Flybondi Continues Fleet Growth

A Flybondi Boeing 737 passes overhead.
Photo Credit: Flybondi

Last week Argentinean LCC (low-cost carrier), Flybondi, received its 15th Boeing 737-800 marking yet more growth for the carrier.

This article will cover the details surrounding Flybondi’s 15th aircraft and what this means for the Argentinean LCC.

Flybondi Receives 15th Aircraft

Photo Credit: Flybondi

Signifying yet more growth for the aviation sector in Argentina, Flybondi has received its 15th Boeing 737-800 aircraft at its base Ministro Pistarini International Airport (EZE) in Ezeiza, Buenos Aires, its third addition in just one month.

The aircraft, currently registered as 2-FZUA, but will be re-registered as LV-KJF shortly is a 17-year-old airframe that has been leased from AerCap. The aircraft used to operate for China’s Shanghai Airlines as B-5145.

To get to Buenos Aires, the aircraft had to be moved out of Jinan in China, which was an operation that took over 60 hours, where the aircraft stopped at Sapporo in Japan, then headed across to Anchorage in Alaska, then down to San Antonio in Texas and across to Lima in Peru before arriving into Ezeiza.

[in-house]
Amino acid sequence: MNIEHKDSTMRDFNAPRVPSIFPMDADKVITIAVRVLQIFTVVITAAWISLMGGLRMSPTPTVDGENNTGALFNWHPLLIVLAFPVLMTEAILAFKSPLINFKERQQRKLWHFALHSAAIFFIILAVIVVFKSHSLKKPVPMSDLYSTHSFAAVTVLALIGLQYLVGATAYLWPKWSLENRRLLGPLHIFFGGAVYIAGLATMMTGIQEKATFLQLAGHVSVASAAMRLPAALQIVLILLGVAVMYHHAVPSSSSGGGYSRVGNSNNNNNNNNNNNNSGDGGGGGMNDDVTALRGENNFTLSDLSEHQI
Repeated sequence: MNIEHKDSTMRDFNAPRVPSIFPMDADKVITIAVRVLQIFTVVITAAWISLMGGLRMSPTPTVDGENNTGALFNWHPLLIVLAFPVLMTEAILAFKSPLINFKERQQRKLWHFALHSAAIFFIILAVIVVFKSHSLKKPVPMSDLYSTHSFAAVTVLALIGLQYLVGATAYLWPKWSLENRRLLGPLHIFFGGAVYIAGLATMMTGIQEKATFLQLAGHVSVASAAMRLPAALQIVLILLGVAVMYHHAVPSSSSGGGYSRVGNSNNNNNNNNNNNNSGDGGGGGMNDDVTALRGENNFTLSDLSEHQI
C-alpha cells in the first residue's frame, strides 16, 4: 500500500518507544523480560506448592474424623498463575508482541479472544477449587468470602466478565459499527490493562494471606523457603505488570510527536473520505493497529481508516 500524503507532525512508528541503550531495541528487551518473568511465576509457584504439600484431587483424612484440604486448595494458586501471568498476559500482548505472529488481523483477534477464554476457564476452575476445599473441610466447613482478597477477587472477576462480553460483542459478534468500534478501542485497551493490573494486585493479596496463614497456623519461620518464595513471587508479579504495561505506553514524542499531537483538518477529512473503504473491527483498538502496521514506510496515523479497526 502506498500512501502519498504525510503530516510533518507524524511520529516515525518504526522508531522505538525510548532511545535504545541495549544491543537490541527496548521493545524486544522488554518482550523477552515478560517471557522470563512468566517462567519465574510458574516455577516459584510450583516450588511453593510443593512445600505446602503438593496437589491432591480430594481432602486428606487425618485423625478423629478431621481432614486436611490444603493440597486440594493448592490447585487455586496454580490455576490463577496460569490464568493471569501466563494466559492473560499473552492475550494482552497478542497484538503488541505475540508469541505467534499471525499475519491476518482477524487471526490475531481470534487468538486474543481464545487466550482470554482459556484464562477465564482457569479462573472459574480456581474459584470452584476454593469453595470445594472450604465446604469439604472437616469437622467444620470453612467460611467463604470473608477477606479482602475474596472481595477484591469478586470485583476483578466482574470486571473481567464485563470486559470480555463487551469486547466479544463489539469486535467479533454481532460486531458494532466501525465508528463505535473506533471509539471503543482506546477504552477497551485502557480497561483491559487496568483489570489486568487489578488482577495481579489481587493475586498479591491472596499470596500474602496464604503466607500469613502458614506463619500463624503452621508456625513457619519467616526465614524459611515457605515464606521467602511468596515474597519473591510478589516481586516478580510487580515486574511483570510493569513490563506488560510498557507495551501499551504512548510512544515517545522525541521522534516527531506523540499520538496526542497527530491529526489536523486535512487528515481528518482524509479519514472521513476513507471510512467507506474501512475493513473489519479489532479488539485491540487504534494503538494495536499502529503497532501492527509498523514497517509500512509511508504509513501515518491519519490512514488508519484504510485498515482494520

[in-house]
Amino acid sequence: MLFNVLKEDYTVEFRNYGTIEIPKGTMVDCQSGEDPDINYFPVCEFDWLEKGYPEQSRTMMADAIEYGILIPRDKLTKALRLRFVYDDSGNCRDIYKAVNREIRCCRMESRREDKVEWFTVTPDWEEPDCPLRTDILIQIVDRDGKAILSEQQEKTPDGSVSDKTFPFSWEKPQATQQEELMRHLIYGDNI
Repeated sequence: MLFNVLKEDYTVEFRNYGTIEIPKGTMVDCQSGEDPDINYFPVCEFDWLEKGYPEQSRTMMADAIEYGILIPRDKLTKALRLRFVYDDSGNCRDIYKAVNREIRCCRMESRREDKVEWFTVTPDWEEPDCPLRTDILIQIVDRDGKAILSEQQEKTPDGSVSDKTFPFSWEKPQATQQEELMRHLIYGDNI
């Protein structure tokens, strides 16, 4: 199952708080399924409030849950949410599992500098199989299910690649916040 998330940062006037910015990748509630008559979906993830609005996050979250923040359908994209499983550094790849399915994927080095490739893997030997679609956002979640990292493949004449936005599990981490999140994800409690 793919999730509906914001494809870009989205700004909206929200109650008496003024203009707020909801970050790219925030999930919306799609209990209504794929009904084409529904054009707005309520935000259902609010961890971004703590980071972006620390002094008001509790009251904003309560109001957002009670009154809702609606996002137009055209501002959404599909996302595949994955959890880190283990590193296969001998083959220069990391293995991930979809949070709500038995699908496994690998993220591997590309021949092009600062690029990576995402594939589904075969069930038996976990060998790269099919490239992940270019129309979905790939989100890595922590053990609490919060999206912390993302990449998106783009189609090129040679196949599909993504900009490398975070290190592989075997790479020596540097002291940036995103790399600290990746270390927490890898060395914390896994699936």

Flybondi’s fleet of Boeing 737-800s all have a seating capacity of 189 seats and fly to 17 domestic destinations and three international destinations.

With their latest fleet additions, doubling capacity when compared to September 2022, Flybondi is expecting that an estimated 275% more passengers will fly when compared to October 2019.

Executive Comments

Commenting on their 15th fleet addition, Flybondi’s Chief Executive Officer, Mauricio Sana, says, “Reaching the fleet we have today is a historic event for the country. For us it is a sample of the potential that both Flybondi and the passenger market have: there is a lot to grow. We want more people to join the freedom to fly and the one who has already chosen us, to do it many times more.”

“When we started flying 5 years ago, we dreamed of democratizing the skies with a real purpose. We did it and here we are, making history.”

By Jamie Clarke 3 Min Read
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